Who knew – the real first “Jeep”

Antique Farm Machinery Show and the First Jeep

The best part of taking the Farm Jeep to antique machinery shows is the chance to meet people and learn more about how jeeps were used on the farm.  At a recent show held in Greensburg, Indiana, Barry heard from several people who had (or knew someone who had) used a jeep to tow a hay baler.  One advantage of using a jeep to tow a powered baler (the baler had its own engine) was the speed the jeep provided in moving between fields.
But the real lesson of this show was the discovery of a “jeep” we didn’t know existed, a “jeep” with it roots firmly planted  in the tractor world.  The featured tractor of the show was the Minneapolis-Moline and while wandering through the extensive and very interesting display, Barry spotted a sign that had the words Victory Jeep (there may have been other words, but these caught his eye).  He headed for the club tent and  asked if someone could tell him about the jeep sign.  The immediate response was “You need to talk to Cheryl.”
Cheryl turned out to be a great source of information.  She not only publishes “The Prairie Gold Rush” a quarterly magazine for Minneapolis-Moline enthusiasts, but owns a NTX  Jeep!   The NTX was designed as a military vehicle, not as a tractor.  Cheryl sent us this photo and included the following note –

I have attached a picture of the NTX’s we displayed at the Rice Lake WI Show in June of this year. It is the most NTX Jeeps we have ever gathered in one place. However, there are still at least 18 more out there we know of (in various degrees of restoration of course) that did not show up. There were 840 built (which we are sure of) and really don’t know how many have survived. They are a really fun vehicle to own. My NTX is gray, the closest one in the picture with the American flags.”

 Also included in this group shot is the NTX that made an appearance in the 1944 movie The_Fighting_Seabees.

Other MM folks were quick to point out that Willys had stolen the “jeep” name and had been sued by MM to stop them from using it.  Hmmm,  the Farm Jeep doesn’t have the word Jeep stamped anywhere on the body.   Could it be they are correct? After this quick history lesson, it is clear that this was the first vehicle with the “jeep” name and it was not a Willys.  For more info on the NTX, check out this article- The Industrial Jeep – 1943 NTX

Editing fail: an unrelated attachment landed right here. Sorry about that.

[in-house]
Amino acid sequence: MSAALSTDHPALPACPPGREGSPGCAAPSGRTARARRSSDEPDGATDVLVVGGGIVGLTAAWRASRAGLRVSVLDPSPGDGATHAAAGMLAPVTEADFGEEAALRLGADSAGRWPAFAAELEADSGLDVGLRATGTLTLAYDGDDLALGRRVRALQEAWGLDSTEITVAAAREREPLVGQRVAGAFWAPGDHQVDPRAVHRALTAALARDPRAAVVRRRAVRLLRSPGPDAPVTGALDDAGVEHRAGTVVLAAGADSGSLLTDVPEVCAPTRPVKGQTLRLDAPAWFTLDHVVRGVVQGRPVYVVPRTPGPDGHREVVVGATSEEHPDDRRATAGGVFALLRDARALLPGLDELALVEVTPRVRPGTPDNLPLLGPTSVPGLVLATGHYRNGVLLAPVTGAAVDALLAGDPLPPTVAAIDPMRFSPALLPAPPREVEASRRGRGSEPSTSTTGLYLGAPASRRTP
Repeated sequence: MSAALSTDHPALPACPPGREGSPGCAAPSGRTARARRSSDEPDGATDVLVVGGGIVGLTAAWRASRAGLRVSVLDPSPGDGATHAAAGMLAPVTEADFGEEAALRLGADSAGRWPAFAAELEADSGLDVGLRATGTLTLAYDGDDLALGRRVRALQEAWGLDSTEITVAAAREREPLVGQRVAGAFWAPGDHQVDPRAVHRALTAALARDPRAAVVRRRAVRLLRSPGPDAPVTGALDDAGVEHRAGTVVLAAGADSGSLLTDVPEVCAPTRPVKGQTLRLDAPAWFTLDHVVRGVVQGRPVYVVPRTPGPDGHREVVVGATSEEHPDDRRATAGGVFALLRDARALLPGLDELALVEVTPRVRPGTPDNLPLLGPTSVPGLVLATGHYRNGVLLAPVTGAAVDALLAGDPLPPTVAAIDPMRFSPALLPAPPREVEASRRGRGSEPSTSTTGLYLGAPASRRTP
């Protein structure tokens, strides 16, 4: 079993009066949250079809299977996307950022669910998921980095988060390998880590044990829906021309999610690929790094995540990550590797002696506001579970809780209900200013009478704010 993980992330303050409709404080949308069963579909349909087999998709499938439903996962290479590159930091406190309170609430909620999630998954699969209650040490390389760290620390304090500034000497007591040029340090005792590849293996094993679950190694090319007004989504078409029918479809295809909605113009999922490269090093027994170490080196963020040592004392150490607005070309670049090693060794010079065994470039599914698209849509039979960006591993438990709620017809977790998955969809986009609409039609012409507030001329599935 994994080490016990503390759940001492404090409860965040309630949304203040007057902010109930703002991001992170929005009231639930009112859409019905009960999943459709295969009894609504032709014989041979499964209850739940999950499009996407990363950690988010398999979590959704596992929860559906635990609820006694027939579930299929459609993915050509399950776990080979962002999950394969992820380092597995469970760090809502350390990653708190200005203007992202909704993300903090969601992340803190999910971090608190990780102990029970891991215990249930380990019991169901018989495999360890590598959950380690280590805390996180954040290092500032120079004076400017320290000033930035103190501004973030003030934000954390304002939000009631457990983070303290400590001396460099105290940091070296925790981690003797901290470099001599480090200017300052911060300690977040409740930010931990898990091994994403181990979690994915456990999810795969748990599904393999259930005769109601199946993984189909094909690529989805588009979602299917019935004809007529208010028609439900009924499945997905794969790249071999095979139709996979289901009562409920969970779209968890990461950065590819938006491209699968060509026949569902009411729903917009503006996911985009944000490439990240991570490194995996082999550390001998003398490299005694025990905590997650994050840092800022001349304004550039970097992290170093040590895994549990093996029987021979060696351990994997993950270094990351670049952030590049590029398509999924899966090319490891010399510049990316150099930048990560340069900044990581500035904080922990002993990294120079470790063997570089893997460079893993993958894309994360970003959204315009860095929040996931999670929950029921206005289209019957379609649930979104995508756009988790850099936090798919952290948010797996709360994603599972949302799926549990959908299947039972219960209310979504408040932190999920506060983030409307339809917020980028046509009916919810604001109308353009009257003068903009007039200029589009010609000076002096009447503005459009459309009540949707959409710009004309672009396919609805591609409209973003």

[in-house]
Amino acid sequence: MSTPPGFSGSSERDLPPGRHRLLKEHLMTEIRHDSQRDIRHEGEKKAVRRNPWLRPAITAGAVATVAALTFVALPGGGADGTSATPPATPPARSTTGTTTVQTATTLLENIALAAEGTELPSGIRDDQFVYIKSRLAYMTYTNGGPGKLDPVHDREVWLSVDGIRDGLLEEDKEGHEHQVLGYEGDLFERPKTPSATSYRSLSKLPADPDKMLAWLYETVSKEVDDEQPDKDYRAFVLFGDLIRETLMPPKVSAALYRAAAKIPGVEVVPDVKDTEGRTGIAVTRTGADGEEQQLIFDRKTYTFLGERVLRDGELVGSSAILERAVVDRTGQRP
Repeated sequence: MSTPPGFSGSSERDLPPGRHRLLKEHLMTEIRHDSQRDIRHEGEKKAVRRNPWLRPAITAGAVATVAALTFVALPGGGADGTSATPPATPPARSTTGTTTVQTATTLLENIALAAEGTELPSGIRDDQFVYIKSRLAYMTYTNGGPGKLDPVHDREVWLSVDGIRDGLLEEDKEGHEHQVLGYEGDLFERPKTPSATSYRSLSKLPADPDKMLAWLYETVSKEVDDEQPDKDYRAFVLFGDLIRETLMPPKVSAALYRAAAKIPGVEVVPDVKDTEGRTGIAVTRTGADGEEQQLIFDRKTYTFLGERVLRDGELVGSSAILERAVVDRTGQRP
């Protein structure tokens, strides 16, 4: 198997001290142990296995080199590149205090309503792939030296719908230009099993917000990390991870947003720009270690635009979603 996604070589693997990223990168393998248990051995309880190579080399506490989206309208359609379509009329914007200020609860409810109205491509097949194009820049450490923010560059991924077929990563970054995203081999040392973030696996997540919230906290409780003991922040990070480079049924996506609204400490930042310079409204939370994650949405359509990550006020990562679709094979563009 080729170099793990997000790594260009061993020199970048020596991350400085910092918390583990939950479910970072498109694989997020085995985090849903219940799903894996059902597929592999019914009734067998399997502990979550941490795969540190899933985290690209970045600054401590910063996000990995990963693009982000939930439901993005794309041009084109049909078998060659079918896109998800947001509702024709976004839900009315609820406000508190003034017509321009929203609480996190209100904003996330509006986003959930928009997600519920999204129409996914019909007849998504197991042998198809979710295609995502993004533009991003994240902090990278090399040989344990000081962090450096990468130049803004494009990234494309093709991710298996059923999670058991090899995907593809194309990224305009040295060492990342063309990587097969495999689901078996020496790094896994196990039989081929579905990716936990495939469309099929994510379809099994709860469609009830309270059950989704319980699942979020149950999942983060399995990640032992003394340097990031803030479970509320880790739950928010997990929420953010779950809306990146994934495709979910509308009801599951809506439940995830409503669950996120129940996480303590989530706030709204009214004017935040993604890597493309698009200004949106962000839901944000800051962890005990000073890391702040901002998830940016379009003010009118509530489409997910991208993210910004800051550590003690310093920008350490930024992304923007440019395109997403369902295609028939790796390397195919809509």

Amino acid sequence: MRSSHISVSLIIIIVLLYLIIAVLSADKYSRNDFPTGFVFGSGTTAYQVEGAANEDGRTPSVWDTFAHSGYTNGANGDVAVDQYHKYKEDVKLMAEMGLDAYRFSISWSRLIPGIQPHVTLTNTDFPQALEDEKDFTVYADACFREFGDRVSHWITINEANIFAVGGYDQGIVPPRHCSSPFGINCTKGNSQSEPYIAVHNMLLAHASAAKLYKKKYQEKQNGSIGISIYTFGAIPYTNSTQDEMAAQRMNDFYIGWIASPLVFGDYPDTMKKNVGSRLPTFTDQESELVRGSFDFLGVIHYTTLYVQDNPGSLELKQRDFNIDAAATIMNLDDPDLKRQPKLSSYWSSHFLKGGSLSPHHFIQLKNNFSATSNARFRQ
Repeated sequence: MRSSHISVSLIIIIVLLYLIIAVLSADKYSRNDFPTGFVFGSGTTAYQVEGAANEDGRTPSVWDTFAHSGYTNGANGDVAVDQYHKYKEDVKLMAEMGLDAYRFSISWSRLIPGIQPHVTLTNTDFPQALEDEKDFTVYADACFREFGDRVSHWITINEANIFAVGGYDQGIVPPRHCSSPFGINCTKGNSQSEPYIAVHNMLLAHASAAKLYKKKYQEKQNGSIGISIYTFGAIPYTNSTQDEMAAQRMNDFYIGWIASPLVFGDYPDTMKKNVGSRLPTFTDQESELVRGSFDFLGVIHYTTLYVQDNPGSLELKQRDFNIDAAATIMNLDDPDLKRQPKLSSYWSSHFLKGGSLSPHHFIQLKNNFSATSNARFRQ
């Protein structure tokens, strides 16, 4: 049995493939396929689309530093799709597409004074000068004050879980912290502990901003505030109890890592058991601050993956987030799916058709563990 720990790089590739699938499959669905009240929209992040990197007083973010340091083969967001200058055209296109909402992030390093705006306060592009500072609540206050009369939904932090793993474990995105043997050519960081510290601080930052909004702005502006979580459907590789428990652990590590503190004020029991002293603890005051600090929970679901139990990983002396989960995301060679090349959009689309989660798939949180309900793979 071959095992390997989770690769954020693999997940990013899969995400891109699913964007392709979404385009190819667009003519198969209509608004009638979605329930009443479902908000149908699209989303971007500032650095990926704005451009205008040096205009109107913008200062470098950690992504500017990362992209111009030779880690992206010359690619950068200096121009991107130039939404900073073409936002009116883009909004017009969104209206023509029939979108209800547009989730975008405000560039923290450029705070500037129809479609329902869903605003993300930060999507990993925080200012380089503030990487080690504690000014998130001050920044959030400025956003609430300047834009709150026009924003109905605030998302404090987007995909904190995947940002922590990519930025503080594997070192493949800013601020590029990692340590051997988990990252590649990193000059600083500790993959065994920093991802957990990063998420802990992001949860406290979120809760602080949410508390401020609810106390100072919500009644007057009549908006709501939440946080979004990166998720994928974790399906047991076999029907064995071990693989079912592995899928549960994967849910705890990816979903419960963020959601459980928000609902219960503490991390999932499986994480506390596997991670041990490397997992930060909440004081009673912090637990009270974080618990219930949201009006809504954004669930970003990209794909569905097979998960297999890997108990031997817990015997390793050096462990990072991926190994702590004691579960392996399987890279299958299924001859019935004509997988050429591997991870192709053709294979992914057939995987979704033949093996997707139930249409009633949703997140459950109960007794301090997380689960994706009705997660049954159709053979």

Just what is a tractor?
Following this informative encounter, Barry headed over to the RFD network’s Classic Tractor show exhibit.  They were covering the show and selling DVDs and other tractor related items.  Barry didn’t see any Farm Jeep information and inquired if they might have any jeep related items.  The short answer was “No, we do tractors, not jeeps.”  The challenge was on, so Barry did his best to educate them.  He showed them copies of ads and tried to make his case that the jeep should be on the tractor show.  Time will tell.
Six degrees of separation?
Following the conversations with Cheryl and the RFD crew, Barry started looking for more NTX information  and  came across some interesting facts.  From the CJ3a info page
Willys involvement with farming and tractors started long before the Jeep. After WWI tractors started to replace the horse on the farm. At this time John N. Willys, with several partners, purchased the Moline Plow Co. and Willys-Overland produced the Universal Tractor. In the 1920’s Mr. Willys sold out to his partners. For more information about the Moline Plow Company see the unofficial Minneapolis-Moline web-site.

Barry passed this information along to the MM folks, in hopes that they might feel more kindly toward the Farm Jeep.  He also came across a site with great Farm Jeep history.  Check out This-Old-Jeep.com.
We look forward to more shows and learning more about our version of the Jeep. 

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